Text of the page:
The Cold Brew Coffee Guide: Make the perfect cup at home

Although it’s most enjoyable during the hot summer months, I have to say I’m a sucker for cold brew coffee all year round.

With just a little bit of effort – and planning – you can enjoy a refreshing, superior brew that’s as good as anything you’ll get from Starbucks.  It won’t cost you nearly as much money in the long run either.

To help you get started, we’ve put together a comprehensive guide that takes in everything you need to know about cold brew coffee.

From making it at home to answering the most common questions on the subject, we’ve got you covered.

What is cold brew coffee?

When you first hear of cold brew coffee, it’s easy to assume it must be very similar to iced coffee.

It’s all about the difference in brewing when it comes to this stuff though.

An iced coffee is brewed hot just like you would any other warm cup, and it’s then served refrigerated or with ice.

Cold brew coffee is something you produce by slowly steeping the coffee in water at room temperature. 12 hours is about right, so it’s best prepared overnight.

This produces a rich coffee concentrate which is then combined with milk or water.

Why go to all that bother though?

Well, the end result is a wonderfully smooth coffee drink, with a sweet and rich taste.

The brewing process also removes a lot of the acidity of a regular cup of coffee. That’s great if your palate is sensitive to this sort of thing.

It’s a unique coffee experience that’s very easy to replicate at home. It’s so simple that I think it’s a perfect starting point for beginner baristas who want to start exploring better coffee.

In the next section I’ll explain exactly how to do that.

How to make cold brew coffee at home

Making your own cold brew coffee at home is really easy.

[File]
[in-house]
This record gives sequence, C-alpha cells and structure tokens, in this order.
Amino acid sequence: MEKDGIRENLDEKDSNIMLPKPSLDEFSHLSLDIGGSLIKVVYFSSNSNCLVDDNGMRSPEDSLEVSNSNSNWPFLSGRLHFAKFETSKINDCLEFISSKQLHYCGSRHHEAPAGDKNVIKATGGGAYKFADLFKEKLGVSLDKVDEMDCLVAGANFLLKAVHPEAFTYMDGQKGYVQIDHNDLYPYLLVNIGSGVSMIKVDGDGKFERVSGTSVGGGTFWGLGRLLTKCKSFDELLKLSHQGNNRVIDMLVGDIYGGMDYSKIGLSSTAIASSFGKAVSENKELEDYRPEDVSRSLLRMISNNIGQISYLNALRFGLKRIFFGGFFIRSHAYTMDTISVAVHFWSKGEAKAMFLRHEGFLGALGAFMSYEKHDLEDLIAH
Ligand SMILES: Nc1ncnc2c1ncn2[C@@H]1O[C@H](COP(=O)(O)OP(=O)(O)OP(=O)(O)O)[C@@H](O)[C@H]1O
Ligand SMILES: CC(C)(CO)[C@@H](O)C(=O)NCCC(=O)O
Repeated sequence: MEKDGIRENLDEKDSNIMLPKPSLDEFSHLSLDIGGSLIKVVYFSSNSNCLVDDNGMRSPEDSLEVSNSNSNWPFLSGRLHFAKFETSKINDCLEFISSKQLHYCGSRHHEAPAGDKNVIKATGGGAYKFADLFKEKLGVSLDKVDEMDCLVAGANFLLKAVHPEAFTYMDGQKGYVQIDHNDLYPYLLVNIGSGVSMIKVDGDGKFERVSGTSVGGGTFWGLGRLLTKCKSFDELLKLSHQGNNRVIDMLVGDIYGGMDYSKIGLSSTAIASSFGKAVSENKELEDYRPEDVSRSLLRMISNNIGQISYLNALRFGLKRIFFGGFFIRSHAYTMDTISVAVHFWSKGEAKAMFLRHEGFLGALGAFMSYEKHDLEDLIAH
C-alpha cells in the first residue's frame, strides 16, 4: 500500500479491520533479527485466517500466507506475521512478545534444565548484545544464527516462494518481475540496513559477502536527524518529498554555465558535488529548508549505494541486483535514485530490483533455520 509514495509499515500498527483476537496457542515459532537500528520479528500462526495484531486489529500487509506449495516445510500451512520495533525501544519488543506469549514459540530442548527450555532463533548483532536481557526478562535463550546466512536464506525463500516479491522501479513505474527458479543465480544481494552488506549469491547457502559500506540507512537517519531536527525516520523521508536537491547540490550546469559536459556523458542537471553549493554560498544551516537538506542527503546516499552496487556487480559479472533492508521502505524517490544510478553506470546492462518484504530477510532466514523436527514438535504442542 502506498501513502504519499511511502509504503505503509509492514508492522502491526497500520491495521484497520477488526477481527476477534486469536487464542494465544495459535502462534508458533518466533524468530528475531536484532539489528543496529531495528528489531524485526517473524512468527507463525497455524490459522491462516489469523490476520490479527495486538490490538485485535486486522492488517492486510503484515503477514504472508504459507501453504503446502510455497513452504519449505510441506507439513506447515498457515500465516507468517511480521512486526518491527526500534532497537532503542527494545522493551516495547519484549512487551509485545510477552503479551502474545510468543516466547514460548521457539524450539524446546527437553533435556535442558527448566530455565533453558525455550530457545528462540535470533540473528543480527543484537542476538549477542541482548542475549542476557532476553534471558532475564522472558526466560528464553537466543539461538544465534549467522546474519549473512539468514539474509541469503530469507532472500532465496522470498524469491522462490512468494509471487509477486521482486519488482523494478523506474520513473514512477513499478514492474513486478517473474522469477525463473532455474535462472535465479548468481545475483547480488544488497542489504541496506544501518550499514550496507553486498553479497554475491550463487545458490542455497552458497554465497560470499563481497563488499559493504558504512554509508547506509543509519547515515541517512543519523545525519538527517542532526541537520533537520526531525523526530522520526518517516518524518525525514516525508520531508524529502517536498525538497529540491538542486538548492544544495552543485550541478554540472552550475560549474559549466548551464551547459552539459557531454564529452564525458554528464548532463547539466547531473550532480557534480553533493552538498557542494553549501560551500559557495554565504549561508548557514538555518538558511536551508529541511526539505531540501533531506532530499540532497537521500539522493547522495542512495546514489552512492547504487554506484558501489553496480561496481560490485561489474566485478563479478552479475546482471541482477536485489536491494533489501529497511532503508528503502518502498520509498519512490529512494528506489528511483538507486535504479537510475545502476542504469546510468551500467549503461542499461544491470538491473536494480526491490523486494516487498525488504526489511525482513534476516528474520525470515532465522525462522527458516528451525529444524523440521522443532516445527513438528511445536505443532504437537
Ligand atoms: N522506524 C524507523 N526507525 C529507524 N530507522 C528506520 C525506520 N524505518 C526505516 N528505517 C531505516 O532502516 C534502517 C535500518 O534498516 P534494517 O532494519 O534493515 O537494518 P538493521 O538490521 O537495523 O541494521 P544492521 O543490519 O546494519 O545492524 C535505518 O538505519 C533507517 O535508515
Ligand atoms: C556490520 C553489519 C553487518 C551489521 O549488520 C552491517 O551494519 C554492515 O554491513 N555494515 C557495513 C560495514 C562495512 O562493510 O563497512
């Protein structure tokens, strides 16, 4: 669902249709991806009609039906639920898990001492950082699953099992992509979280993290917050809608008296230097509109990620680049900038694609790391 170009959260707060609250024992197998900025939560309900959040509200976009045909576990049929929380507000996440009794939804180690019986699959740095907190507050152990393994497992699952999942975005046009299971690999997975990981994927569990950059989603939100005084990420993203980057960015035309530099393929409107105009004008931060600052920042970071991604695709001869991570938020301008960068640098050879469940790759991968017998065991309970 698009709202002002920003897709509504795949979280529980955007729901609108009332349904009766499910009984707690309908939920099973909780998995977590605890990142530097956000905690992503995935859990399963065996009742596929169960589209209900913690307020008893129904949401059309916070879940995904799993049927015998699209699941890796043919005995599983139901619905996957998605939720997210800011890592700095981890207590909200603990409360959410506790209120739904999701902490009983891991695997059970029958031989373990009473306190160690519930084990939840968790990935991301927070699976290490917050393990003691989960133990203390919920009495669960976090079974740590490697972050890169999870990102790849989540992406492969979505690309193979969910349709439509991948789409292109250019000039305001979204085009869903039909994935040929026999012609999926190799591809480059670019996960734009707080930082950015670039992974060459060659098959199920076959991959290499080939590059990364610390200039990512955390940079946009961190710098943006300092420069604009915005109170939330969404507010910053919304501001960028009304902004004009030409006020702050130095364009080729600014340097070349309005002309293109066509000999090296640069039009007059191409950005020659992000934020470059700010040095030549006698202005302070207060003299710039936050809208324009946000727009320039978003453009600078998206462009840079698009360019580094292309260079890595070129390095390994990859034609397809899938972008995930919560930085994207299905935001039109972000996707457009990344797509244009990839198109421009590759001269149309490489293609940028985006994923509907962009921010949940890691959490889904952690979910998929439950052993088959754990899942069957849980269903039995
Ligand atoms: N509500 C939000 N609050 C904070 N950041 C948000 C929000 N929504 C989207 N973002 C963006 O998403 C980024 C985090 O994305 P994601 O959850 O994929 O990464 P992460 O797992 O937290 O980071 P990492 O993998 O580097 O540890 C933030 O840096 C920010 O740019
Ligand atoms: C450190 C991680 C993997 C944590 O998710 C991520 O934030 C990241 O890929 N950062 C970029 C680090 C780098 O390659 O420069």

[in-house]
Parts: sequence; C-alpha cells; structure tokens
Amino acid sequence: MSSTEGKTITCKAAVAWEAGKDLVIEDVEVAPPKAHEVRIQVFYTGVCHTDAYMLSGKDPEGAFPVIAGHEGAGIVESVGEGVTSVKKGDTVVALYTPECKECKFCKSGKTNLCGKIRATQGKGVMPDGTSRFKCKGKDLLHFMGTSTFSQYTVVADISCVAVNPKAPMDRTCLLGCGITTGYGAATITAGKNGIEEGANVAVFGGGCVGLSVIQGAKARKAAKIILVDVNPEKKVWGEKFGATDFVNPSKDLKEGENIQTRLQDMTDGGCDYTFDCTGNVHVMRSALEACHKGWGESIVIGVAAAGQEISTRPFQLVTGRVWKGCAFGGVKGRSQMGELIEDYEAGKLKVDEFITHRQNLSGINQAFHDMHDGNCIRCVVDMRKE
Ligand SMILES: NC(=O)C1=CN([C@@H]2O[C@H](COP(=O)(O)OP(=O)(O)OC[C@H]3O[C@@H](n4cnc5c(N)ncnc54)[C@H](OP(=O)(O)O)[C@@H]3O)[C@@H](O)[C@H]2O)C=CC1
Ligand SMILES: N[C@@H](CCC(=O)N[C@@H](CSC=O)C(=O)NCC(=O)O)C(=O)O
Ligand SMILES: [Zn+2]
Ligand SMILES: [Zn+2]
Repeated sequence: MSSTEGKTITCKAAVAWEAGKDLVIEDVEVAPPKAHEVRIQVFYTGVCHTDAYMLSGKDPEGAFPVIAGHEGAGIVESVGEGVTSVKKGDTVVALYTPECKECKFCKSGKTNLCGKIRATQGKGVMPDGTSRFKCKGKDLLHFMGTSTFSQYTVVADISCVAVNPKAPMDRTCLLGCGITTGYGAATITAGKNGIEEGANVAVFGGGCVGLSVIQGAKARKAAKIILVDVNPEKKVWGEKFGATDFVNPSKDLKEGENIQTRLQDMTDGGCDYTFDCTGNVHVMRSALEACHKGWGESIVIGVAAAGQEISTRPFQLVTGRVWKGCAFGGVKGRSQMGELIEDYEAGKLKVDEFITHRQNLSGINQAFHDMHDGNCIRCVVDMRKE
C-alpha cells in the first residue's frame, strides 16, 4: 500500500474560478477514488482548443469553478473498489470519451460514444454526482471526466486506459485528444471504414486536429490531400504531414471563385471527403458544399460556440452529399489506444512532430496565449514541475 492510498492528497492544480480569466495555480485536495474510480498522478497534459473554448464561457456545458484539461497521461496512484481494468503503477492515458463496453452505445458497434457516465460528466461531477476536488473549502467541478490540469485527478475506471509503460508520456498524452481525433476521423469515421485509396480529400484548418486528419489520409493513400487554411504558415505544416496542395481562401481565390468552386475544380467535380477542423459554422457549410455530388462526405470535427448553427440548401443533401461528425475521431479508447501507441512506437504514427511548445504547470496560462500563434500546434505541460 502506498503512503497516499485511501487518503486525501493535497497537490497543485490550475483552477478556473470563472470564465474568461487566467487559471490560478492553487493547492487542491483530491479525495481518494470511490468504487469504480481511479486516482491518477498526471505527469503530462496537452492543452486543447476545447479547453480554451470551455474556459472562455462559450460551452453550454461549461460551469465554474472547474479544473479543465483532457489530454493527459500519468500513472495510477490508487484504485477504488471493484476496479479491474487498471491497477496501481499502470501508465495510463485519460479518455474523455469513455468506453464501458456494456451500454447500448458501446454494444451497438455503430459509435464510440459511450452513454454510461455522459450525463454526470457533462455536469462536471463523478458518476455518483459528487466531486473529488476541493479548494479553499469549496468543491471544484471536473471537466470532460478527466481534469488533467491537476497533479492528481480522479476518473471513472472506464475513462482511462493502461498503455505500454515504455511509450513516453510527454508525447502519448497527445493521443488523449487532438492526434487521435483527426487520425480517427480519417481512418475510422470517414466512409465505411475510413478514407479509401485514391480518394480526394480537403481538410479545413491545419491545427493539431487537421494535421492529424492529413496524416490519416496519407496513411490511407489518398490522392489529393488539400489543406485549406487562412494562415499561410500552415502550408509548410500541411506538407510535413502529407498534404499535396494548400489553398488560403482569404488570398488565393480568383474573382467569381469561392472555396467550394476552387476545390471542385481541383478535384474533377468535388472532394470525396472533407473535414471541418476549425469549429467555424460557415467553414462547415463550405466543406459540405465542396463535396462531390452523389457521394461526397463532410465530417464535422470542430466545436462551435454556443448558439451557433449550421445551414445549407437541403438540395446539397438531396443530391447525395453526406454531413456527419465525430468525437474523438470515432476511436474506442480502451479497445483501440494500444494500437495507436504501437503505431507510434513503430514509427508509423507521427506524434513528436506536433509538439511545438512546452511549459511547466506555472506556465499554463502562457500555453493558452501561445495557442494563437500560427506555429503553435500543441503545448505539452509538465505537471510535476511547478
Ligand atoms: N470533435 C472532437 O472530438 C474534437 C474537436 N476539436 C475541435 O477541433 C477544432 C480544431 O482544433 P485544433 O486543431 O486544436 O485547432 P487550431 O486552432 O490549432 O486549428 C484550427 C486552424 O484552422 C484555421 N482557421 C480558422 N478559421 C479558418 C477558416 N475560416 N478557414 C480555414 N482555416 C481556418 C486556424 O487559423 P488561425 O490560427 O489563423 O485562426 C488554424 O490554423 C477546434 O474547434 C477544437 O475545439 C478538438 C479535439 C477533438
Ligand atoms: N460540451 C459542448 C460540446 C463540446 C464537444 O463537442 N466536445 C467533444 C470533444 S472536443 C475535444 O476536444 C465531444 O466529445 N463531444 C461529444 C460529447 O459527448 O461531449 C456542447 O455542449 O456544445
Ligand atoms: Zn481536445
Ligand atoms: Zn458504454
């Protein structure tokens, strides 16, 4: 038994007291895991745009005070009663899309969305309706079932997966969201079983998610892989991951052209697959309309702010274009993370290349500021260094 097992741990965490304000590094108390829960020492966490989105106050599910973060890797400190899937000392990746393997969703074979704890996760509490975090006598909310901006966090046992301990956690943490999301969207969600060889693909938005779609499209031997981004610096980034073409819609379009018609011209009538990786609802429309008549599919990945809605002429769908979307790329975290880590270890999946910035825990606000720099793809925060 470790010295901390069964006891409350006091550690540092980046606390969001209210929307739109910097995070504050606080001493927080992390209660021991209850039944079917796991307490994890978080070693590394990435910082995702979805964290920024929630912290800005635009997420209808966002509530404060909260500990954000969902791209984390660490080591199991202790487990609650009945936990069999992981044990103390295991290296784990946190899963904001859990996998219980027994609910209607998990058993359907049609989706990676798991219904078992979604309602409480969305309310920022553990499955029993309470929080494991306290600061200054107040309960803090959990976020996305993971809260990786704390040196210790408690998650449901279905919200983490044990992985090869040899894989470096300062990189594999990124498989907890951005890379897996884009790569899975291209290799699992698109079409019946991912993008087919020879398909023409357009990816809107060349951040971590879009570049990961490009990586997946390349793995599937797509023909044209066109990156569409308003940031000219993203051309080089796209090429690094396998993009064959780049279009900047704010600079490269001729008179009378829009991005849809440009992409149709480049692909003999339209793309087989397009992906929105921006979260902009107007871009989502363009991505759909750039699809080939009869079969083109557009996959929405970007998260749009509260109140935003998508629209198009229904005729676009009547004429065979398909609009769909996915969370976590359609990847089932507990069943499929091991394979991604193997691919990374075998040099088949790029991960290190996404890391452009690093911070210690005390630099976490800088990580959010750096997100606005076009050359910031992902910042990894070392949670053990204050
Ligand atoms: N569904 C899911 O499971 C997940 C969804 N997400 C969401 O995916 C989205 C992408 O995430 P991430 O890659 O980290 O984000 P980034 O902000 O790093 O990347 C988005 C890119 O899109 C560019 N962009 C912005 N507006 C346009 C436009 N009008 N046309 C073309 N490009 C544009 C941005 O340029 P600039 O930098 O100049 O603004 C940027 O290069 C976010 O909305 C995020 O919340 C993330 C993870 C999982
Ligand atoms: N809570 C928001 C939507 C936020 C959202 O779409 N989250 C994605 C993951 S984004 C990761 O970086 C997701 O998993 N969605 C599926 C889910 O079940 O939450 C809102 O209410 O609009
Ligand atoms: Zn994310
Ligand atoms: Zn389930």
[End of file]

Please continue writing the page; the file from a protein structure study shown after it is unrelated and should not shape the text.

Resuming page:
First you brew the concentrate. After that you just need to strain it, add it to a cup, and then combine with either milk or water.

As you’ve no doubt guessed already though, the trick to all of this is in the preparation.

You’ll need to begin the process of steeping your coffee the night before you want to drink it.

Given the time involved in brewing the stuff, it’s also important that you plan how much you’re going to need ahead of time.

Be careful not to make too much at once though, as cold brew coffee concentrate only has a limited lifespan.

In my experience it’s at its best in the first 48 hours, then slowly loses its punch over the next week or so.

I tend to drink cold brew as a weekend treat most of the time. I like to prepare a weekend’s worth on Friday night, and make sure I have just enough to see me through until Sunday evening.

Preparing Cold Brew Coffee

Before you start making cold brew coffee yourself, here are some important things to keep in mind.

Getting the grind size right

To ensure a high quality extraction, it’s really important that you use coarse grinds for your cold brew coffee.

With a coarser grind you’ll enjoy a better filtration process, and your coffee won’t taste nearly as bitter when it’s finished brewing.

The actual process of grinding the beans also heats them up which isn’t great for slow brewing. The more you grind, the hotter they’ll get and the more flavor they’ll release ahead of time.

Water to Coffee Ratios

Taste vary of course, but the recommended ratio of coffee to water when cold brewing is either 1:4 or 1:5 cups.

If you’re inexperienced, I would recommend starting at 1:5 and then strengthening the brew to 1:4 if that proves to be a little wanting.

You only have to wait around 12 hours between each attempt, so it’s worth experimenting a little here until you find the ratio that’s just right for you.

For reference, when I explain the different methods later on in this guide I’ll be using a 1:4 ratio.

Straining your cold brew coffee

Although the overall process is really quite simple, it’ll likely take a few attempts until you’ve got this completely licked.

One of the most common problems people have involves sediment remaining in the concentrate.

The good news is that if you find this happening to you there’s a very easy solution.

Using a standard coffee filter (or a cheesecloth), just empty your preparation vessel through it and into the container you plan to store the cold brew concentrate in.